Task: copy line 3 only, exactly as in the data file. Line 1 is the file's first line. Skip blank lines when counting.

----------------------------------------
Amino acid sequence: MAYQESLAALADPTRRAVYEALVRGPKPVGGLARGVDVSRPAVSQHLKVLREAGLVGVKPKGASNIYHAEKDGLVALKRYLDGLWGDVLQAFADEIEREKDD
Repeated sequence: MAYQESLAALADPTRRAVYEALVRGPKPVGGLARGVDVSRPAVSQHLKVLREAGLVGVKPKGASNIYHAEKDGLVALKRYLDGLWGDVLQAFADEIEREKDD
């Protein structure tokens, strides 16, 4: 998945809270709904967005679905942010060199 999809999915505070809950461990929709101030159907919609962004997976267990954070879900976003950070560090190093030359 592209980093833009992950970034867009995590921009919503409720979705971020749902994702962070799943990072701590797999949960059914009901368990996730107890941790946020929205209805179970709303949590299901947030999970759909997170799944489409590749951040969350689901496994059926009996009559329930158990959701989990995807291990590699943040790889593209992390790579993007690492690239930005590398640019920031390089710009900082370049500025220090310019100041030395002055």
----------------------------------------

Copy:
């Protein structure tokens, strides 16, 4: 998945809270709904967005679905942010060199 999809999915505070809950461990929709101030159907919609962004997976267990954070879900976003950070560090190093030359 592209980093833009992950970034867009995590921009919503409720979705971020749902994702962070799943990072701590797999949960059914009901368990996730107890941790946020929205209805179970709303949590299901947030999970759909997170799944489409590749951040969350689901496994059926009996009559329930158990959701989990995807291990590699943040790889593209992390790579993007690492690239930005590398640019920031390089710009900082370049500025220090310019100041030395002055």